1954 1956 The Vanishing Prairie The Walt Disney documentary was banned in New York because it showed a buffalo giving birth. The ban was lifted after a complaint by the American Civil Liberties Union.[12][13]
1961 1961 Victim Banned in many American cities due to language.[14]
1963 1964 Flaming Creatures Banned in New York City because of sexual content.[15]
1963 1963 Promises! Promises! Banned in Cleveland and several other cities due to explicit nude scenes, though later the Cleveland court decided the nude scenes in the film were not lewd after all.[16][17]
1965 1966 - 1968 Viva Maria! Banned in Dallas for sexual and anti-Catholic content, prior to the United States Supreme Court striking down the ban and limiting the ability of municipalities to ban films for adults in Interstate Circuit, Inc. v. City of Dallas.[18]
1967 1968 - 1991 Titicut Follies Barred from distribution in Massachusetts to the general public by court order because the film was considered a violation of the privacy of the prison inmates it filmed.[2]
1967 1969 I Am Curious (Yellow) Banned as pornography. After three court cases, it was unbanned when the anti-obscenity laws concerning films was overturned.[2][19]
1974, 1984 1974, 1984 The Thorn Closed days after opening in NYC for misleading marketing exploiting the fame of one of its co-stars. It was blocked from opening on re-release in 1980. The film was briefly distributed on home video under a new title before the same co-star threatened legal action.[20][21]
1979 1979 Monty Python's Life of Brian Banned in several towns for showing controversial themes about Christianity.[2]
1988 1988 The Last Temptation of Christ Banned in Savannah, Georgia when city leaders sent a petition to Universal Studios requesting a ban. However, opened in Savannah on September 23, 1988, six weeks after national and worldwide debut.[22]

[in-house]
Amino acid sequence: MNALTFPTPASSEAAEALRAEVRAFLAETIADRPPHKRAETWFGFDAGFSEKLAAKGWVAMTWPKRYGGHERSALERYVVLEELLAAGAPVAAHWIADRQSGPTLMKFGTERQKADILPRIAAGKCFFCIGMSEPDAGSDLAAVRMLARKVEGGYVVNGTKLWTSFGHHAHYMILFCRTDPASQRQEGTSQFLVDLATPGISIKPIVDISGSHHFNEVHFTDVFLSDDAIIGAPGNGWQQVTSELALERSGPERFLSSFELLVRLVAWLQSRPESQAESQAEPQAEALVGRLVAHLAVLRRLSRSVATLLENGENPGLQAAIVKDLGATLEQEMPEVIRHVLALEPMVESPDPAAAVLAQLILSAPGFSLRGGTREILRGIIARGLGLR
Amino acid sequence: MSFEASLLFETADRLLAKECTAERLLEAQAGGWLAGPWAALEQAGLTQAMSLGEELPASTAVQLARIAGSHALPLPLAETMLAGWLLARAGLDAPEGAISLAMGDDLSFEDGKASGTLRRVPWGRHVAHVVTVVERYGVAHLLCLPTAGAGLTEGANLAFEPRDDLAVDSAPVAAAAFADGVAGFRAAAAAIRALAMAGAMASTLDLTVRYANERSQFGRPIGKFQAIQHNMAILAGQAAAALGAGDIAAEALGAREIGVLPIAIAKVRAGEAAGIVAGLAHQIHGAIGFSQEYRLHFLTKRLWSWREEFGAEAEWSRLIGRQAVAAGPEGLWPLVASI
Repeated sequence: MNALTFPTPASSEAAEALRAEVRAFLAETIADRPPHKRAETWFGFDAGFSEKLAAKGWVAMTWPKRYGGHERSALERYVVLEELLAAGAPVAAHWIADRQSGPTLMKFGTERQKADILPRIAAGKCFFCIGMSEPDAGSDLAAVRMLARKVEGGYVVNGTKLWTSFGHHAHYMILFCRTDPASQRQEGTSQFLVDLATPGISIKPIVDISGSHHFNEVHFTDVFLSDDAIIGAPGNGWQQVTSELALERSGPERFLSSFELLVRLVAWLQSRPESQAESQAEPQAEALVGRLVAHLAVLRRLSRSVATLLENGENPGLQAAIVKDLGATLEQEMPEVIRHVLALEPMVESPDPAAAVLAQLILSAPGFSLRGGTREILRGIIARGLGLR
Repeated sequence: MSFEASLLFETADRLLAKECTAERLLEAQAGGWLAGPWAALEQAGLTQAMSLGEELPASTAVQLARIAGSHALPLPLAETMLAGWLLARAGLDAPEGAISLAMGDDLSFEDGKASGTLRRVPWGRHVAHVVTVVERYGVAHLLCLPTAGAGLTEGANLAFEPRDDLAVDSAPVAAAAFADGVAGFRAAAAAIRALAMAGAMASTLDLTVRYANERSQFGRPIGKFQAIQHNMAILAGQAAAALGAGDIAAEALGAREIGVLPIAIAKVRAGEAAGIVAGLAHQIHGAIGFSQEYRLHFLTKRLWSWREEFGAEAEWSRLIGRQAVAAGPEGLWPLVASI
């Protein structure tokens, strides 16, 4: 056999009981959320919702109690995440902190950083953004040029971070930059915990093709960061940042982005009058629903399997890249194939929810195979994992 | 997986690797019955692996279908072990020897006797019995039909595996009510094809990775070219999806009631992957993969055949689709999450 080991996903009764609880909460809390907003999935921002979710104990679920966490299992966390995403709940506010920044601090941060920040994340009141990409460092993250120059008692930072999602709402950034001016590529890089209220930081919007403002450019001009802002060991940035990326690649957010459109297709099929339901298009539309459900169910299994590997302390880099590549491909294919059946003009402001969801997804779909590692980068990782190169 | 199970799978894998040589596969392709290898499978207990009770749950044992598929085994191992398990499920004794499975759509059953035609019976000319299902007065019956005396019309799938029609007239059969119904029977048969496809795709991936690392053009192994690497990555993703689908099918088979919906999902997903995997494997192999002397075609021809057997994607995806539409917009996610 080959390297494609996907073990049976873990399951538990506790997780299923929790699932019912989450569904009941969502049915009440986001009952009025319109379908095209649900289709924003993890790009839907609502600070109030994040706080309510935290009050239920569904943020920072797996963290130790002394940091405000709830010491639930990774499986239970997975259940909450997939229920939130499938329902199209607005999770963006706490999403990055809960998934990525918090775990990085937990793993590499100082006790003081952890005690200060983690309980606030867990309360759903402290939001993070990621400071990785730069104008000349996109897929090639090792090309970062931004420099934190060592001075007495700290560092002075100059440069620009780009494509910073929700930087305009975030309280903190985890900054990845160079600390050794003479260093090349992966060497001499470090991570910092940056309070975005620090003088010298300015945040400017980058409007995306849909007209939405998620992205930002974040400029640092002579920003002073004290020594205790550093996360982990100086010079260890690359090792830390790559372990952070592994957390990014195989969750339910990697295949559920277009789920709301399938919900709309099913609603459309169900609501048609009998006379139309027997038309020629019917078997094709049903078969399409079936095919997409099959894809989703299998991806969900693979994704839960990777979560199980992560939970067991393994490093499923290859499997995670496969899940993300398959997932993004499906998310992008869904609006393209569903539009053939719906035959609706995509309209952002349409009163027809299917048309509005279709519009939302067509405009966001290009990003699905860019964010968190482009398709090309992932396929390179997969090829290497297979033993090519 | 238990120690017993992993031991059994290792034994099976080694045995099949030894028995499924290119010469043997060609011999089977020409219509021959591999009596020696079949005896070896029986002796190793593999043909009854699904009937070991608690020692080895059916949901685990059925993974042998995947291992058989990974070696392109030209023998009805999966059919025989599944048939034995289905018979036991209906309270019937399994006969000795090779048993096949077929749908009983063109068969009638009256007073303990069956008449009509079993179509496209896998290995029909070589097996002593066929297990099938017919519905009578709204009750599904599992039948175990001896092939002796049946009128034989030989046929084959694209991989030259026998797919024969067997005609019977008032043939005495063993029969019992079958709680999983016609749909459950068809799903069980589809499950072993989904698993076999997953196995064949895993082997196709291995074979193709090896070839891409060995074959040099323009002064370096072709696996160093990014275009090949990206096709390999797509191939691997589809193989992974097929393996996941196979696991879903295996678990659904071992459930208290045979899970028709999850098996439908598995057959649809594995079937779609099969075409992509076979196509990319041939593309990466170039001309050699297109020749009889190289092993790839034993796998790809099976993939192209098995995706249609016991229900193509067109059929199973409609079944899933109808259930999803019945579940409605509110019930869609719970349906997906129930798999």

1979 1997 The Tin Drum Briefly banned in Oklahoma County, Oklahoma, when a district court judge deemed the film child pornography. The shot in question depicted a child embracing a naked woman. The verdict was overturned on appeal.[23]
2001 2002 - 2007 The Profit A film that borrows elements of the life of L. Ron Hubbard, it was prevented from release when the Church of Scientology claimed the film could taint the jury pool in the wrongful death trial of former member Lisa McPherson. While the injunction has since been lifted a few years after the suit was settled and the film is no longer banned per se, a legal dispute with investor Robert S. Minton continues to hold up the release. The Disinformation Book of Lists and The Times have characterized The Profit as a "banned film" in the United States.[2][24]
2008 2008 Hillary: The Movie A political documentary about presidential candidate Hillary Clinton, it was prevented by the Federal Election Commission from being aired on video-on-demand on cable TV shortly before the 2008 Democratic primaries as an "electioneering communication" mentioning a candidate within 30 days of a primary, an apparent violation of the 2002 Bipartisan Campaign Reform Act (aka "McCain-Feingold.") The ban and much of the BCRA was then overturned by the Supreme Court in the case Citizens United v. Federal Election Commission.[citation needed]